New CMBS Retention Rules to Revamp Real Estate Lending
The Housing financial services last month passed a bill, dubbed as the "Preserving Access to CRE Capital Act of 2016," which aims to revamp the current Dodd-Frank risk retention rules.
The Real Deal reported that the bill would have a huge impact on the real estate lending market. The CRE Capital Act of 2016 that Arkansas Representative French Hill introduced would relax restrictions on CMBS issuance beginning December. Under the new rules, 5 percent of a loan's value should be kept by CMBS issuers in the books, which the can pass on to B-piece shareholders. This is in contrast to the current status where they can sell all of them in the form of bonds.
The publication noted that this will discourage risky lending, which is what happened during the 2008 financial crisis. However, it would also mean that the issuers will have lower profit margins and volume of issued loans as they will be forced to spend their own capital on bonds.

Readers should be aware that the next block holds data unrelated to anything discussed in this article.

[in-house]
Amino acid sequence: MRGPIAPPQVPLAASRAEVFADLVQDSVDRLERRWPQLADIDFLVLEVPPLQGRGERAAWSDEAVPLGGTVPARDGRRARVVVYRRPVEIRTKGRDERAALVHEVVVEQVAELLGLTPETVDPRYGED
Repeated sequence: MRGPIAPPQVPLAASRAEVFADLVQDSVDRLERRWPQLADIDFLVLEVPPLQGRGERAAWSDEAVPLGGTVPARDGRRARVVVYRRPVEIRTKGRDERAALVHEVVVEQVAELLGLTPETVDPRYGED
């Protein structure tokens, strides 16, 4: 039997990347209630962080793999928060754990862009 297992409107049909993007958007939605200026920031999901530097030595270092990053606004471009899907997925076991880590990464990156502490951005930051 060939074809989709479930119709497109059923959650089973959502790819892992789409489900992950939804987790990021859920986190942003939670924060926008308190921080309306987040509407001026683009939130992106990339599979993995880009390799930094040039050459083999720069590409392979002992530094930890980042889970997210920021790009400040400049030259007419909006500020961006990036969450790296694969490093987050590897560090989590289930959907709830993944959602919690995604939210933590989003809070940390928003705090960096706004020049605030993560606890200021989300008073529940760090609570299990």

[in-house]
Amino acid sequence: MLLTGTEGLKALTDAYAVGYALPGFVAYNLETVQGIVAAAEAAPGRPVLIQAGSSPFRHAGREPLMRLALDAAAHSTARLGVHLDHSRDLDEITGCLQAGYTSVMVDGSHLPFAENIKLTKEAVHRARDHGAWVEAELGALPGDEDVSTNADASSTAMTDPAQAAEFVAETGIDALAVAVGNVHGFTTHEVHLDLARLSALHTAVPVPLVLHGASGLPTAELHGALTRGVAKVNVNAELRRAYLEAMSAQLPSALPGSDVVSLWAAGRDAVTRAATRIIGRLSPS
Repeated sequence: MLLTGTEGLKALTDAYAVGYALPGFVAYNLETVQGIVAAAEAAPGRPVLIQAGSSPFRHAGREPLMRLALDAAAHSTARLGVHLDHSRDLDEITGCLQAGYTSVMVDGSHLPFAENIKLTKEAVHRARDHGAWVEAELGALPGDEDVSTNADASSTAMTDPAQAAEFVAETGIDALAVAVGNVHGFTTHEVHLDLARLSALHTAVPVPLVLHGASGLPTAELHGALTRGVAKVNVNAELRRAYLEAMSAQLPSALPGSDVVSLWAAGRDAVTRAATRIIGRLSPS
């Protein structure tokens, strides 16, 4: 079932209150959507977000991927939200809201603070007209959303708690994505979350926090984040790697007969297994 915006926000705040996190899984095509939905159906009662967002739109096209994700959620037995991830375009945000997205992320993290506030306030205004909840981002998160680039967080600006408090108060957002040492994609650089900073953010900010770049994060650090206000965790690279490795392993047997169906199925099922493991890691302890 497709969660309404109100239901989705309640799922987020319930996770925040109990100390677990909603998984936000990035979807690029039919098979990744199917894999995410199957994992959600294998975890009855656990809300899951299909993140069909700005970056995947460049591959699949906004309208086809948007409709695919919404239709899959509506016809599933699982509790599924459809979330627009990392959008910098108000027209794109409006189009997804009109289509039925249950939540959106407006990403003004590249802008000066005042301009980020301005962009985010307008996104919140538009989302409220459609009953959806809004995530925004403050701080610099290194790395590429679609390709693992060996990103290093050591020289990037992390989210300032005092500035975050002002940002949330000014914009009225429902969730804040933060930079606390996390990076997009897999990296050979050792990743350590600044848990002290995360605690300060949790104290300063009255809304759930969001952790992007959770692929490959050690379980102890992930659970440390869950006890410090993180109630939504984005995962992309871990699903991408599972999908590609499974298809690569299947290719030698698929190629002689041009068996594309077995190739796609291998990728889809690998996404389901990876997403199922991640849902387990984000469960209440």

Meanwhile, The Real Deal expounded that with the Preserving Access to CRE Capital Act of 2016, single-asset or single-borrower CMBS would be exempted from the risk retention rule. The act has received supports from almost all trade groups, which include the Appraisal Institute, the National Association of Realtors, the International Council of Shopping Centers and the U.S. Chamber of Commerce.
"Barring some form of relief, borrowers [in] many smaller commercial markets across the country may not be able to finance projects that could spur development and create jobs in the areas that need it most," the trade groups wrote in their joint letter to the House of Representatives, TRD report said.
Earlier this month, National Real Estate Investor reported that CMBS defaults may spur in 2016 because of a large number of loans approaching their maturities. Defaults on CMBS loans fell to 0.39 percent per annum in 2015.